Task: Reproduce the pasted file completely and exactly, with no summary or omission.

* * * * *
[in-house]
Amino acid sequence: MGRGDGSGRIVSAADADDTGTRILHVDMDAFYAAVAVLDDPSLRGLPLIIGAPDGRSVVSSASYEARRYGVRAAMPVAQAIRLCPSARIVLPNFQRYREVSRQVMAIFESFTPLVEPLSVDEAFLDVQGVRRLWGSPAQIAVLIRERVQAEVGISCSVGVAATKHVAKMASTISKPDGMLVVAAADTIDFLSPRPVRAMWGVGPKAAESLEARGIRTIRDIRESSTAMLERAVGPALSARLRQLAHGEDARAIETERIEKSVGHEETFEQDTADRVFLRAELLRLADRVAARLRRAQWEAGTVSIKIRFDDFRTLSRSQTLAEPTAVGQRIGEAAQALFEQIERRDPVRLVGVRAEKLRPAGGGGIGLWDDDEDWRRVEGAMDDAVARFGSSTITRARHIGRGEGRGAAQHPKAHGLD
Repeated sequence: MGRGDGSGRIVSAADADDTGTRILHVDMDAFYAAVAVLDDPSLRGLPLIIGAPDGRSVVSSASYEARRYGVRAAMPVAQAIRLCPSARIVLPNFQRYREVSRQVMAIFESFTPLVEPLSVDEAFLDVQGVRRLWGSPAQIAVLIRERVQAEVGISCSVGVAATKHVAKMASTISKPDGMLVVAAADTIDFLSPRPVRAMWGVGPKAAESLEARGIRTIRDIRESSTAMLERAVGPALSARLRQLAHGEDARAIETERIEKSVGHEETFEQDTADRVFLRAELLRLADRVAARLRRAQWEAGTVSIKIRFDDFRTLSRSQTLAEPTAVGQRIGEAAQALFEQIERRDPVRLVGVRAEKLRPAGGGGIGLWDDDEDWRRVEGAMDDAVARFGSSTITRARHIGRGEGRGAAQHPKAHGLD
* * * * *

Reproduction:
[in-house]
Amino acid sequence: MGRGDGSGRIVSAADADDTGTRILHVDMDAFYAAVAVLDDPSLRGLPLIIGAPDGRSVVSSASYEARRYGVRAAMPVAQAIRLCPSARIVLPNFQRYREVSRQVMAIFESFTPLVEPLSVDEAFLDVQGVRRLWGSPAQIAVLIRERVQAEVGISCSVGVAATKHVAKMASTISKPDGMLVVAAADTIDFLSPRPVRAMWGVGPKAAESLEARGIRTIRDIRESSTAMLERAVGPALSARLRQLAHGEDARAIETERIEKSVGHEETFEQDTADRVFLRAELLRLADRVAARLRRAQWEAGTVSIKIRFDDFRTLSRSQTLAEPTAVGQRIGEAAQALFEQIERRDPVRLVGVRAEKLRPAGGGGIGLWDDDEDWRRVEGAMDDAVARFGSSTITRARHIGRGEGRGAAQHPKAHGLD
Repeated sequence: MGRGDGSGRIVSAADADDTGTRILHVDMDAFYAAVAVLDDPSLRGLPLIIGAPDGRSVVSSASYEARRYGVRAAMPVAQAIRLCPSARIVLPNFQRYREVSRQVMAIFESFTPLVEPLSVDEAFLDVQGVRRLWGSPAQIAVLIRERVQAEVGISCSVGVAATKHVAKMASTISKPDGMLVVAAADTIDFLSPRPVRAMWGVGPKAAESLEARGIRTIRDIRESSTAMLERAVGPALSARLRQLAHGEDARAIETERIEKSVGHEETFEQDTADRVFLRAELLRLADRVAARLRRAQWEAGTVSIKIRFDDFRTLSRSQTLAEPTAVGQRIGEAAQALFEQIERRDPVRLVGVRAEKLRPAGGGGIGLWDDDEDWRRVEGAMDDAVARFGSSTITRARHIGRGEGRGAAQHPKAHGLD